There is not the slightest doubt, of course, that under this Government the Treasury will authorise automatically the sums which are included in these general benefits, but no one can foresee what Government is going to be in power 20, 30 or 50 years hence; and I thought it had long been an absolutely fundamental doctrine of our constitution that the Executive should have no sort of financial hold over the judges of this country except by taxation authorised by the House. Therefore, this is really something which goes a very long way and which, if I may respectfully say so, is a matter which ought to be carefully considered by His Majesty's judges and those who are advising them in the matter.

It is well known that where there is an extreme party in power in the modern world the first people they attack are the judges. The judges and the bishops run a near race before they find themselves in trouble. I can assure hon. Members that that is so. If anybody takes the trouble to read the history of what has happened to the judges in certain countries behind the Iron Curtain, he will realise very quickly that the judges are the first people to be attacked and that the Executive desire to have a handle by which they can make judges give a decision in accordance with the policy of the day.

I emphasise that the one thing which has enabled British judges to achieve their world-wide reputation for impartiality and strength on the bench is the fact that they have always been able to say that they were completely independent of the Executive and that nobody suggested that the Executive had any sort of method by which they could bring any influence to bear upon them. I believe that British judges will continue to be equally independent and strong always, but I know from personal experience that in administering justice in a nation which is in a semi-revolutionary situation, time after time the judges have to make decisions between the subject and the Executive; and if ever the judges gave a decision in favour of the Government and against the subject one would find every sort of person to suggest reasons why those judges had decided in favour of the Executive.

If this Bill goes through in its present form, I can foresee in days to come somebody saying that a judge decided this or that way because he was anxious whether he or his family would get the benefits under this Bill. It is wrong in principle, and I do not think the Bill should go through in this form. As my hon. and learned Friend the Member for Northants, South (Mr. Manningham-Buller), said, we have tied up in this Bill judges and people who are not judges. I say most emphatically that judges should be put in a special position. It would be a good example to those countries which have different views that we in this country, when we make up our minds to give the judges something, should give it to them with the legal right to demand it and that any necessary provisions in relation to taxation should be expressly provided for in the Bill.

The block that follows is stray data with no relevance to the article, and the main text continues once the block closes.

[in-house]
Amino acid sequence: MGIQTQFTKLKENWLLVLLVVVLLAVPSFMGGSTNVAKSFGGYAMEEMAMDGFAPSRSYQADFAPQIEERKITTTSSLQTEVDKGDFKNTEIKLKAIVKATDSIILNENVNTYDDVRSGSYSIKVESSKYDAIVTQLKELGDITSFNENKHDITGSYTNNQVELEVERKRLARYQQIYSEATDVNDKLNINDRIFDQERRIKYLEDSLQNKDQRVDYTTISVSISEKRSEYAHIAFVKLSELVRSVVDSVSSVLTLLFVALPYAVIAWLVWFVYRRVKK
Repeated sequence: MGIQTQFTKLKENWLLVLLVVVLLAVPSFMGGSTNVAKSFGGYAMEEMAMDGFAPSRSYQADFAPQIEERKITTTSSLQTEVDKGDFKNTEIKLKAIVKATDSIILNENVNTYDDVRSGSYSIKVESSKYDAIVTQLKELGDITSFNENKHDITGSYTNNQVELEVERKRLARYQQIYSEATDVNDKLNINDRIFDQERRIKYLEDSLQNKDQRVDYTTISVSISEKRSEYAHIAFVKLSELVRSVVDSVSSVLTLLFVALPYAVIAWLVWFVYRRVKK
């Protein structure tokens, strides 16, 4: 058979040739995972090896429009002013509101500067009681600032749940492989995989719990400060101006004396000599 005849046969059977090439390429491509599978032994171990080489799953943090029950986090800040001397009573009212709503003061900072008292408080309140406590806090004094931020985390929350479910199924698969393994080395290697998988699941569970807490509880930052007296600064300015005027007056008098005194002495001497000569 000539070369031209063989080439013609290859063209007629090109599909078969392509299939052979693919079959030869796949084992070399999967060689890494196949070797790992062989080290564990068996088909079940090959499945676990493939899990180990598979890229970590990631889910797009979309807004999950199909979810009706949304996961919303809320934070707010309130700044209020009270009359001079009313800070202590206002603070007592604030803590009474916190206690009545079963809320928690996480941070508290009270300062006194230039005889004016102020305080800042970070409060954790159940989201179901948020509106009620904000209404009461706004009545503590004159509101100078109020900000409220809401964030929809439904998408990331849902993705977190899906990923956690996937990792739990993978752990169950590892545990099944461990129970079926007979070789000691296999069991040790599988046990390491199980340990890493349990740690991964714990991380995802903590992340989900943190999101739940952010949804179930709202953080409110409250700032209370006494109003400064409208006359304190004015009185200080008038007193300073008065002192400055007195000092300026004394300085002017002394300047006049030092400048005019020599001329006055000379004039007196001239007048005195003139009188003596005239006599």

The Amendment before us is to make the widows' pensions mandatory. The judge makes a contribution under Clause 8 towards his widow's pension and yet there is no legal right to that pension. I most strongly support the view that words should he inserted to provide that if anything is payable to the judge or his estate, it ought to be made mandatory That is the only right solution. I hope that before this Bill becomes law that point will be met and that judges will be put in a special position with regard to this matter.

The Attorney-General

I will deal presently with the points which were made by the hon. and learned Member for Kensington, South (Sir P. Spens).

whose distinguished career we all recognise and the weight of whose comments on any matter such as this is, of course, considerable. But I must say now that I am beginning to become extremely pessimistic and unhappy about the future of this Bill. As I have said before, I have always been one of those who thought it would be right to meet the position of the judges. I have said on my own account, and not as a Member of the Government, various things about that which have not been altogether popular with some of my colleagues behind me.

Mr. Emrys Hughes (South Ayrshire)

Hear, hear.

The Attorney-General

Even if I get into trouble for saying them, I shall go on saying the things that I think. I am sure my hon. Friend does not think any the less of me for that. I was, therefore, in favour of this Bill as providing some assistance to the judges. I said—and I ventured to repeat it when we were discussing this matter earlier—that those of us who want to see the position of the judges improved must resist the temptation of making the better the enemy of the good.

I must tell the Committee quite firmly that this Amendment would wholly upset and destroy the basic plan of this pension scheme. I have no doubt that some hon. Members who have hitherto been inclined to support various Amendments to the Bill, have not perhaps fully recognised the results of it. As the hon. and learned Gentleman fully realises, this Amendment would seriously diminish some of the effects which would otherwise accrue. As I explained at an earlier stage of our discussions, it would expose both the lump sum or death gratuity and the widow's pension, aggregated as they would be as part of the estate of the dead judge, not to Income Tax but to Death Duty, and this might be very substantial according to the private estate of the judge concerned.